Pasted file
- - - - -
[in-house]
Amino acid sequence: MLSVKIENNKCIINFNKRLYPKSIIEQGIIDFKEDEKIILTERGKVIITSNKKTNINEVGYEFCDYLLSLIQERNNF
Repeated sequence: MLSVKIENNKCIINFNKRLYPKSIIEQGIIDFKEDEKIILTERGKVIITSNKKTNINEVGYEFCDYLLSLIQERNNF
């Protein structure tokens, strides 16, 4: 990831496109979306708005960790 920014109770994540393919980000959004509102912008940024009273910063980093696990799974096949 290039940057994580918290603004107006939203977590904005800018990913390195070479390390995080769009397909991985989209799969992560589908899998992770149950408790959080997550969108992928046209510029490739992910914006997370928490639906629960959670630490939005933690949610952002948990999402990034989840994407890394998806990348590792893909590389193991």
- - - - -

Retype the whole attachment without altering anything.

[in-house]
Amino acid sequence: MLSVKIENNKCIINFNKRLYPKSIIEQGIIDFKEDEKIILTERGKVIITSNKKTNINEVGYEFCDYLLSLIQERNNF
Repeated sequence: MLSVKIENNKCIINFNKRLYPKSIIEQGIIDFKEDEKIILTERGKVIITSNKKTNINEVGYEFCDYLLSLIQERNNF
């Protein structure tokens, strides 16, 4: 990831496109979306708005960790 920014109770994540393919980000959004509102912008940024009273910063980093696990799974096949 290039940057994580918290603004107006939203977590904005800018990913390195070479390390995080769009397909991985989209799969992560589908899998992770149950408790959080997550969108992928046209510029490739992910914006997370928490639906629960959670630490939005933690949610952002948990999402990034989840994407890394998806990348590792893909590389193991």